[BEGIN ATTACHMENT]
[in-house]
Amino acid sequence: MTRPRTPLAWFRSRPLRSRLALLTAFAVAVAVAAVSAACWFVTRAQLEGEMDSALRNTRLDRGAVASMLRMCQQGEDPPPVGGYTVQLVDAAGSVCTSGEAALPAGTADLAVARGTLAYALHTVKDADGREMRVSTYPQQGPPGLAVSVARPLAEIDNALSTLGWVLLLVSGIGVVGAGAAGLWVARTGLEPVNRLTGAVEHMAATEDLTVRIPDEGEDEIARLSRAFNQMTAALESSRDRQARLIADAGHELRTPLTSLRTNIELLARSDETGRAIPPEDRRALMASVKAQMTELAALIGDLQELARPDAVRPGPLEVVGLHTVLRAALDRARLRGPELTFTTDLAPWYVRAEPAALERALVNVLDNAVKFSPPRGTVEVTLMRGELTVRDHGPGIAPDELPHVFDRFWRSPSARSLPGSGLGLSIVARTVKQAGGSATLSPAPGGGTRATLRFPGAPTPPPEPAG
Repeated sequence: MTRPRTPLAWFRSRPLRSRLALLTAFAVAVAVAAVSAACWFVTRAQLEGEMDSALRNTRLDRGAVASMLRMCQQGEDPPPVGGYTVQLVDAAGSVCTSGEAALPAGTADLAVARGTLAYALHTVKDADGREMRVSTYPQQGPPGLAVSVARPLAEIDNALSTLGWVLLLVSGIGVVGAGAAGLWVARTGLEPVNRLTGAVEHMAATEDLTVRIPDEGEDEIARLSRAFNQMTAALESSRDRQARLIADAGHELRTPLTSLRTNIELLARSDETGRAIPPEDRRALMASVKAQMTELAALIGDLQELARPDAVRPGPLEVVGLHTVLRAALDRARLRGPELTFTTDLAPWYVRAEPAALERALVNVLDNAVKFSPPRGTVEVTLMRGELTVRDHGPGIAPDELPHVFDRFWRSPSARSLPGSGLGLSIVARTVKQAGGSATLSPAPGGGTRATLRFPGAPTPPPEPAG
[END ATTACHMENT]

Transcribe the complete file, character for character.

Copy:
[in-house]
Amino acid sequence: MTRPRTPLAWFRSRPLRSRLALLTAFAVAVAVAAVSAACWFVTRAQLEGEMDSALRNTRLDRGAVASMLRMCQQGEDPPPVGGYTVQLVDAAGSVCTSGEAALPAGTADLAVARGTLAYALHTVKDADGREMRVSTYPQQGPPGLAVSVARPLAEIDNALSTLGWVLLLVSGIGVVGAGAAGLWVARTGLEPVNRLTGAVEHMAATEDLTVRIPDEGEDEIARLSRAFNQMTAALESSRDRQARLIADAGHELRTPLTSLRTNIELLARSDETGRAIPPEDRRALMASVKAQMTELAALIGDLQELARPDAVRPGPLEVVGLHTVLRAALDRARLRGPELTFTTDLAPWYVRAEPAALERALVNVLDNAVKFSPPRGTVEVTLMRGELTVRDHGPGIAPDELPHVFDRFWRSPSARSLPGSGLGLSIVARTVKQAGGSATLSPAPGGGTRATLRFPGAPTPPPEPAG
Repeated sequence: MTRPRTPLAWFRSRPLRSRLALLTAFAVAVAVAAVSAACWFVTRAQLEGEMDSALRNTRLDRGAVASMLRMCQQGEDPPPVGGYTVQLVDAAGSVCTSGEAALPAGTADLAVARGTLAYALHTVKDADGREMRVSTYPQQGPPGLAVSVARPLAEIDNALSTLGWVLLLVSGIGVVGAGAAGLWVARTGLEPVNRLTGAVEHMAATEDLTVRIPDEGEDEIARLSRAFNQMTAALESSRDRQARLIADAGHELRTPLTSLRTNIELLARSDETGRAIPPEDRRALMASVKAQMTELAALIGDLQELARPDAVRPGPLEVVGLHTVLRAALDRARLRGPELTFTTDLAPWYVRAEPAALERALVNVLDNAVKFSPPRGTVEVTLMRGELTVRDHGPGIAPDELPHVFDRFWRSPSARSLPGSGLGLSIVARTVKQAGGSATLSPAPGGGTRATLRFPGAPTPPPEPAG